The OECD has released a report on the progress in eliminating harmful tax practices in OECD countries. The report follows on from the 2004 Progress Report and updates the assessment of the preferential tax regimes in OECD countries that were identified as potentially harmful in the 2000 report, "Towards Global Tax Co-operation".
Paolo Ciocca, Chair of the OECD’s Committee on Fiscal Affairs, welcomed the progress reported. “OECD countries embarked on a difficult challenge when we commenced our work on countering harmful tax practices and this report reflects the success we have had in bringing about change. In 2000, we identified 47 potentially harmful preferential tax regimes in OECD countries. Of those regimes, 19 regimes have been abolished, 14 have been amended to remove their potentially harmful features, 13 were found not to be harmful and only one has been found to be harmful. This Report, along with the report recently issued by the OECD Global Forum on Taxation on the transparency and exchange of information practices in 82 economies, shows that we are making real progress in addressing harmful tax practices. Further work is required to fully implement the standards we have set so that national tax laws in countries large and small can be fairly and effectively enforced. I look forward to more rapid progress in this area.”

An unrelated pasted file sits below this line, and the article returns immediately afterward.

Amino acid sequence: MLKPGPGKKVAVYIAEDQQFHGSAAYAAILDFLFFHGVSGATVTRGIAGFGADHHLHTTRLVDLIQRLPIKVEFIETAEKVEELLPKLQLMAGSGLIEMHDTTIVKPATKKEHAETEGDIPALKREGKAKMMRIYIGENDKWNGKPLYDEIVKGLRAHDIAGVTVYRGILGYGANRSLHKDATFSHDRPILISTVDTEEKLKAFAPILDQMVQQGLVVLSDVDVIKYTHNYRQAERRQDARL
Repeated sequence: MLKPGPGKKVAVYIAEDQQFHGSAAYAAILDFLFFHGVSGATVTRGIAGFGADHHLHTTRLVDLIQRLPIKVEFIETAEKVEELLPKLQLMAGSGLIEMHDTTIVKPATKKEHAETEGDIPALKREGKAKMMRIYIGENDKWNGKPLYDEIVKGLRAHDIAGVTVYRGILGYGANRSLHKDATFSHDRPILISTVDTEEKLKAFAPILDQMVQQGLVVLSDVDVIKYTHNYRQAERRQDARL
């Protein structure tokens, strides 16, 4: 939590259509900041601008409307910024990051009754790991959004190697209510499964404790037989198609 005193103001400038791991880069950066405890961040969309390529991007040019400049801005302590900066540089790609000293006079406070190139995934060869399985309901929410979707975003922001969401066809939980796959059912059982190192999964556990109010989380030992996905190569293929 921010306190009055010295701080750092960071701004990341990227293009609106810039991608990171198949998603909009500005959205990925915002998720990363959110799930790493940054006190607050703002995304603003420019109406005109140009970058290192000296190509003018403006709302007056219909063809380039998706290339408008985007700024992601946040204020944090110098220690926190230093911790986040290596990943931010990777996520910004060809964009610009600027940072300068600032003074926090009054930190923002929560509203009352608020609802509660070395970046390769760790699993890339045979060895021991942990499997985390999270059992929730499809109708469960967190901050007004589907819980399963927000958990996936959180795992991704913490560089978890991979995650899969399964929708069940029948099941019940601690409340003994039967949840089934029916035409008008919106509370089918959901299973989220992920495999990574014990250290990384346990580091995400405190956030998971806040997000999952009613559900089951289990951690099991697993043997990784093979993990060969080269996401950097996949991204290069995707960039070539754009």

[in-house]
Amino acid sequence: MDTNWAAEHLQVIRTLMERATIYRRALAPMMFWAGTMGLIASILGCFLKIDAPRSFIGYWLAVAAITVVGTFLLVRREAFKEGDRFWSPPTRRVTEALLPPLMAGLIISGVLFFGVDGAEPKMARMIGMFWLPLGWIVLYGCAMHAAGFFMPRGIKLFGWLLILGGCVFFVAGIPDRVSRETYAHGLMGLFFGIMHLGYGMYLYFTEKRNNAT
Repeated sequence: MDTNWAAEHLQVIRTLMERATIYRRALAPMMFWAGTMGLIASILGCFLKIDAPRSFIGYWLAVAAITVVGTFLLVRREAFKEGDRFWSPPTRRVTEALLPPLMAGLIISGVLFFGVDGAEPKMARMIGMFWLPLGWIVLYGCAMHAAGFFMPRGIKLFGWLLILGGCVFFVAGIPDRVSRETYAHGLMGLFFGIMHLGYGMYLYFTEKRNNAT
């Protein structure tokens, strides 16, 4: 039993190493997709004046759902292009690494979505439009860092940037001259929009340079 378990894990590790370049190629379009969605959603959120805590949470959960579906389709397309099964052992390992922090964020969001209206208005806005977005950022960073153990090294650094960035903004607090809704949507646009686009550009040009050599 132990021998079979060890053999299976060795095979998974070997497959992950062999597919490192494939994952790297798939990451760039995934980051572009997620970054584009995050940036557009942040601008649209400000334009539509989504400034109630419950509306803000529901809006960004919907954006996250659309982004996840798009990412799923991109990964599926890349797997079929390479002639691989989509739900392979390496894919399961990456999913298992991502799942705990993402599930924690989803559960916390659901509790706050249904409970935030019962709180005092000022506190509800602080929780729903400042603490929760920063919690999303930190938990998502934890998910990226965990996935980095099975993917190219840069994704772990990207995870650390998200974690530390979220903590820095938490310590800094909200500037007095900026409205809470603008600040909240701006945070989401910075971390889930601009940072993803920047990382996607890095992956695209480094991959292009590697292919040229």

Since the publication of this report, the Luxembourg 1929 holding company regime has been abolished by legislation enacted on 29 December 2006, with transitional rules for certain existing beneficiaries up to 31 December 2010.
For further information, please contact Mr. Dónal Godfrey (email@example.com), Head of the Harmful Tax Practices Unit, OECD's Centre for Tax Policy and Administration .